David Sirota’s June 26 “Mr. Obama Goes to Washington” hit me like a bolt of lightning. I can see Illinois from where I sit, and I’ve been paying attention to Barack Obama since his election to the Senate. I was heartened by his speech at the Democratic National Convention. I expected big things. But I find I don’t know the man. Obama leaves many of us wondering who he is. His responses were disappointing in some cases and downright alarming in others. It’s obvious from this interview that we should not expect to see much activism from him. What does that leave? More of the inertia we’ve lived with for years.


Hastings-on-Hudson, NY

When Barack Obama was asked by David Sirota for an illustration of credible reform “within the system,” Obama selected healthcare, but then shifted to unemployment, asking what would happen to the millions of insurance paper-pushers whose job it is to prevent easy access to healthcare. Good thing Obama wasn’t in the Senate in 1902 when the Oldsmobile threatened the livelihood of buggy-whip makers everywhere, or we’d still be shoveling manure off the streets of Manhattan. The purpose of healthcare is not to employ workers–whether physicians, support staff or insurance subordinates–but to ease suffering. Healthcare for all will be less profitable for the real beneficiaries of the healthcare industry: insurers, Pharma and the American Hospital Association. If this isn’t DLC drift, what is it?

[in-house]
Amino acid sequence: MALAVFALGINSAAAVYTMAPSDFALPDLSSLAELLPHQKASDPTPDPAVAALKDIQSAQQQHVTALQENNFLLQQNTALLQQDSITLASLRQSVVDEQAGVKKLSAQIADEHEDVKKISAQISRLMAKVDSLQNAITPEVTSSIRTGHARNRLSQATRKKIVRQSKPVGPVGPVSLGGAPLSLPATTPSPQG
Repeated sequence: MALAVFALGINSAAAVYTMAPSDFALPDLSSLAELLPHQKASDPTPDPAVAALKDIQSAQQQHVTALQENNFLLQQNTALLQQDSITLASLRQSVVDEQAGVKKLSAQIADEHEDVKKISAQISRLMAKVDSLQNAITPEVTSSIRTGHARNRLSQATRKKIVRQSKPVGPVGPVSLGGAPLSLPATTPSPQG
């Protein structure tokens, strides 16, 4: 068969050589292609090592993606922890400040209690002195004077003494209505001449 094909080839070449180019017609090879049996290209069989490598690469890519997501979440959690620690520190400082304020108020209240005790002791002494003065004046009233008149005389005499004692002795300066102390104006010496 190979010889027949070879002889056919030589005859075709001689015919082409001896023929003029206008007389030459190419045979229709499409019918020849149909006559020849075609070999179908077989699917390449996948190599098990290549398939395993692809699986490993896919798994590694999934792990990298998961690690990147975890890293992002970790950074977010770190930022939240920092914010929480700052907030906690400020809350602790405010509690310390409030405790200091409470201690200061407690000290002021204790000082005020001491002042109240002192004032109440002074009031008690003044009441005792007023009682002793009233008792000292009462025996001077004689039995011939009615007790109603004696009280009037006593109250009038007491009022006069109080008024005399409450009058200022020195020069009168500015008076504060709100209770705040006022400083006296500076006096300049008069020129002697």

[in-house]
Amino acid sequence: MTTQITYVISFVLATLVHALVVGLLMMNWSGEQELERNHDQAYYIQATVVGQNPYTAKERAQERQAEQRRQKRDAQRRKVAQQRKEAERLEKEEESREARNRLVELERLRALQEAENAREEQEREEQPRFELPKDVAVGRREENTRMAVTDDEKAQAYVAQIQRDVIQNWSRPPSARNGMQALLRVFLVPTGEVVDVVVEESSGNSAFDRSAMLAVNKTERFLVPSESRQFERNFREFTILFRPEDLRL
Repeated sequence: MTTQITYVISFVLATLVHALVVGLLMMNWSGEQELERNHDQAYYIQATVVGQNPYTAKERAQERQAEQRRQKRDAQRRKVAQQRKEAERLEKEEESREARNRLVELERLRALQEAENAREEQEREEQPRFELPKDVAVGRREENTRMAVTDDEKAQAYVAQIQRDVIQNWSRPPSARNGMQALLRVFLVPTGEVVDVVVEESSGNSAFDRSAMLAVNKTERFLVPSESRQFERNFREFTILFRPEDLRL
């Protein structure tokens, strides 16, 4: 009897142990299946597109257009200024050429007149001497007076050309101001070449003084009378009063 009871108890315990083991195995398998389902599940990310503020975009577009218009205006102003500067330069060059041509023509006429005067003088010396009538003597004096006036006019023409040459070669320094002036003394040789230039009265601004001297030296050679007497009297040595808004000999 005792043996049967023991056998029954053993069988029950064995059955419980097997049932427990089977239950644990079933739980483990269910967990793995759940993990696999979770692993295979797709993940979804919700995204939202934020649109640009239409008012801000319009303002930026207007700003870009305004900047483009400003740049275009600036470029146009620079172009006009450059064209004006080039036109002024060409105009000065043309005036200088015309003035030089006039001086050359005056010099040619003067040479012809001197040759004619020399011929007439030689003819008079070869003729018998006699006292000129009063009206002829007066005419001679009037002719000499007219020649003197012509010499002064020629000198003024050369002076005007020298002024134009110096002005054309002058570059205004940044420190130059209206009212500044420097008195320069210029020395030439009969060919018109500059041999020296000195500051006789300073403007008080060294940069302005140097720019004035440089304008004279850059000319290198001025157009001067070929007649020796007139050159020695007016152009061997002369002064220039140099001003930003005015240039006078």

LIN OSBORN, director
Health Plan Navigator